This weekend was one of the most stressful, and exciting, weekends of my life. It all started a few months ago, when we were told about the Wisconsin Restaurant Association cold plate competition being held at the Midwest Foodservice Expo. Many culinary students from local colleges and universities would come to compete in this competition, where "beautifully designed meals are judged solely on presentation. Individual competitors create superbly plated meals and beautifully designed veal or beef entrees. The aspic-glazed plates are judged on appearance, presentation and creativity."
No pressure, right? :D
I immediately started brainstorming ideas. I thought about doing a surf and turf roulade, and my idea seemed to be something that my Chef was interested in me producing. I will admit I kept going back and forth on starches and vegetables for the plate. What I settled upon the weekend we started building the plates was three tourne potatoes coated with parsley, haricot vert beans with red pearl onions and a flat tourne of zucchini. (Note: tourne refers to the way the vegetables are cut, specifically shaped into elegant, oblong pieces.) My classmate, Alex, had the opposite problem - she knew what starch she wanted to produce (duchess potatoes) but was back and forth with the rest. She eventually decided on doing a roulade with shiitake mushrooms and thyme, and asparagus.
Because the food is prepared before hand and only arranged on plates at the judging site on Monday, we started our cold plates on Saturday and worked through Sunday. The food was first prepared and cooked, then packed into bowls after they had been glazed with porcine aspic, a type of savory gelatin made from the skin of pigs. The glazing process was performed on Sunday after searing the roulades. That process involved chilling everything and putting all the small things delicately onto toothpicks. We poured gelatin from large tubs into smaller bowls, then took the toothpicked items and dunked them three separate times into the aspic to build up a layer of gelatin that gives them a distinct glossy appearance. The process was tedious and requires patience because you're trying to make everything look amazing and perfect because the judging criteria is based on how everything looks (not a taste competition like you see on Food Network). After a long weekend of work, there was still no time to relax - we weren't even at the competition yet! That Monday we had to arrive before 8 am to take our plates to Milwaukee for the judging.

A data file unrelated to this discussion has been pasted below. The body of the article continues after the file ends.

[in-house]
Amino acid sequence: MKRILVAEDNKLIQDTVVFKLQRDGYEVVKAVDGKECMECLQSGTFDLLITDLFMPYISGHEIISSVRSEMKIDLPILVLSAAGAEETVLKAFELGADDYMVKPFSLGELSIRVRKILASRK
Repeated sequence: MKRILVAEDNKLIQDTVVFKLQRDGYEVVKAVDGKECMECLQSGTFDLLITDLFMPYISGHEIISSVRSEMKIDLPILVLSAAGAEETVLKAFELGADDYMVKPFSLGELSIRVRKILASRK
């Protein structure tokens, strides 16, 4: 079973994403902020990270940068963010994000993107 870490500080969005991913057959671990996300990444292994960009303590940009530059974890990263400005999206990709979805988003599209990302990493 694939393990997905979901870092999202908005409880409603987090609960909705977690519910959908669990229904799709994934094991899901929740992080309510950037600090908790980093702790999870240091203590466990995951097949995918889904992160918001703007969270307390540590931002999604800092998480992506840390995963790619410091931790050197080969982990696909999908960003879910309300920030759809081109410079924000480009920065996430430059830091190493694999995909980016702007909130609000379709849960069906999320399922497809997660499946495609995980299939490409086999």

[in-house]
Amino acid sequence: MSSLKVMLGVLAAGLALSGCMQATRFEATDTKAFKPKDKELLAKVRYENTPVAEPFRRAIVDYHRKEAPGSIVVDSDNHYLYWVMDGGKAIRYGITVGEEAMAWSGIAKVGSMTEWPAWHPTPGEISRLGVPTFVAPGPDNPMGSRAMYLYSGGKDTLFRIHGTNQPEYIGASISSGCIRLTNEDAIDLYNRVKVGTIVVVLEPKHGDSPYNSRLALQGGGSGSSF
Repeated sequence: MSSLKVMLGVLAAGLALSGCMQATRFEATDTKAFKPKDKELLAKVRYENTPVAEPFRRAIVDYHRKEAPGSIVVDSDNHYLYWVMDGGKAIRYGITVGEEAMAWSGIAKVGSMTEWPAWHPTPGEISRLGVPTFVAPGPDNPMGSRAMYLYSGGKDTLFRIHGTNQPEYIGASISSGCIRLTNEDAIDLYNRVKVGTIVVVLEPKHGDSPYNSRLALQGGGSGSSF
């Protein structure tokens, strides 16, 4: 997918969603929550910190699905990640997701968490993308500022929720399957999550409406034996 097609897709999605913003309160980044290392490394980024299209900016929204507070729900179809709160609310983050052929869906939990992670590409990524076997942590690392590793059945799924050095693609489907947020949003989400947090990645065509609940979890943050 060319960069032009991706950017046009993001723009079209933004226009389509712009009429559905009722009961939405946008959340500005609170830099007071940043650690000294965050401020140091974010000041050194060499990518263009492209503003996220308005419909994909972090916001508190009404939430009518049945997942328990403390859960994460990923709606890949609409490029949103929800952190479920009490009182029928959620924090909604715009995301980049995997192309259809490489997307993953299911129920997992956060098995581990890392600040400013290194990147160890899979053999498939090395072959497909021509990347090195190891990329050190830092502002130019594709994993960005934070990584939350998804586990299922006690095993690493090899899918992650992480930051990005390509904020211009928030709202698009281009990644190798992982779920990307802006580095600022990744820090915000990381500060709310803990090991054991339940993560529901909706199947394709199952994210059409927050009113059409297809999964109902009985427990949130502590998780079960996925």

We prepared our plates for the judging and nervously waited as the judges made their rounds. There were so many other culinary students competing that day, I was just hoping to place. I was so excited for my classmate, Alex, when they called her name for second place. But I was utterly floored when announcing the winner for first place and they said my name!
This weekend of stress and hard work had totally paid off! I earned a first place medal and a knife set by Dexter. The competition was a great learning opportunity as well as a rewarding experience. I'd like to encourage our younger PopChiX members to follow their dreams and to never let the fear of failure to prevent them from ever competing or trying to succeed!
some photos take from https://www.wirestaurant.org/expo/events/college_results.php
Note from the editor: This is the first is a new series called "Achievement Unlocked" where we spotlight PopChiX members for their contributions to the community to include charity work, awards and acknowledgements, etc. It is important, especially for our younger members, to see that we're doing more than just playing games -- we're leaders and we're leaving our mark on the world. Nominations for PopChix superstars can be made to firstname.lastname@example.org.